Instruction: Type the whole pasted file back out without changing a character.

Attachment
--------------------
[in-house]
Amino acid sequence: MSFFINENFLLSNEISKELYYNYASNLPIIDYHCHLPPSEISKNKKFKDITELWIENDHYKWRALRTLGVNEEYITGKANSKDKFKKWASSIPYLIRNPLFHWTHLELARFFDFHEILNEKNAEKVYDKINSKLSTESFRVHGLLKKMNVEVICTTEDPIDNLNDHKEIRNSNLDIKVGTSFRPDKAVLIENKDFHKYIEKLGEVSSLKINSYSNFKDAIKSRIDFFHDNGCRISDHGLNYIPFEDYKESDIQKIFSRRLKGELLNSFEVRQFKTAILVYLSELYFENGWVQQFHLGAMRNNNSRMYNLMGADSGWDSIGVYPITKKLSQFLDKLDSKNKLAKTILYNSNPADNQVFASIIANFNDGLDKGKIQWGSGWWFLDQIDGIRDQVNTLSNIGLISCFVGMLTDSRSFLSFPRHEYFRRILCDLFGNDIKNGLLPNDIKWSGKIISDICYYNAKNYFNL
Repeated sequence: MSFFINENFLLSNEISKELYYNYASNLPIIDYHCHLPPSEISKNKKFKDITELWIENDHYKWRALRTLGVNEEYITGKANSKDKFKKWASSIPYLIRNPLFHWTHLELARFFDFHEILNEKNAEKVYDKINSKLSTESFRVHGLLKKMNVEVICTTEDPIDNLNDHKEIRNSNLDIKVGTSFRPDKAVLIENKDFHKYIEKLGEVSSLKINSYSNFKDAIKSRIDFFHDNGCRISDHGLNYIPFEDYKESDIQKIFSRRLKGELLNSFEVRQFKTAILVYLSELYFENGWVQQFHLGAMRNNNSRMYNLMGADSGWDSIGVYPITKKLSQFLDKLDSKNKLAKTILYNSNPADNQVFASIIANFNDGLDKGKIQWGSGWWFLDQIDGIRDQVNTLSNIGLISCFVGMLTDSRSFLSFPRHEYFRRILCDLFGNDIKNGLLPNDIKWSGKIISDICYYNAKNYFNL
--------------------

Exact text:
[in-house]
Amino acid sequence: MSFFINENFLLSNEISKELYYNYASNLPIIDYHCHLPPSEISKNKKFKDITELWIENDHYKWRALRTLGVNEEYITGKANSKDKFKKWASSIPYLIRNPLFHWTHLELARFFDFHEILNEKNAEKVYDKINSKLSTESFRVHGLLKKMNVEVICTTEDPIDNLNDHKEIRNSNLDIKVGTSFRPDKAVLIENKDFHKYIEKLGEVSSLKINSYSNFKDAIKSRIDFFHDNGCRISDHGLNYIPFEDYKESDIQKIFSRRLKGELLNSFEVRQFKTAILVYLSELYFENGWVQQFHLGAMRNNNSRMYNLMGADSGWDSIGVYPITKKLSQFLDKLDSKNKLAKTILYNSNPADNQVFASIIANFNDGLDKGKIQWGSGWWFLDQIDGIRDQVNTLSNIGLISCFVGMLTDSRSFLSFPRHEYFRRILCDLFGNDIKNGLLPNDIKWSGKIISDICYYNAKNYFNL
Repeated sequence: MSFFINENFLLSNEISKELYYNYASNLPIIDYHCHLPPSEISKNKKFKDITELWIENDHYKWRALRTLGVNEEYITGKANSKDKFKKWASSIPYLIRNPLFHWTHLELARFFDFHEILNEKNAEKVYDKINSKLSTESFRVHGLLKKMNVEVICTTEDPIDNLNDHKEIRNSNLDIKVGTSFRPDKAVLIENKDFHKYIEKLGEVSSLKINSYSNFKDAIKSRIDFFHDNGCRISDHGLNYIPFEDYKESDIQKIFSRRLKGELLNSFEVRQFKTAILVYLSELYFENGWVQQFHLGAMRNNNSRMYNLMGADSGWDSIGVYPITKKLSQFLDKLDSKNKLAKTILYNSNPADNQVFASIIANFNDGLDKGKIQWGSGWWFLDQIDGIRDQVNTLSNIGLISCFVGMLTDSRSFLSFPRHEYFRRILCDLFGNDIKNGLLPNDIKWSGKIISDICYYNAKNYFNL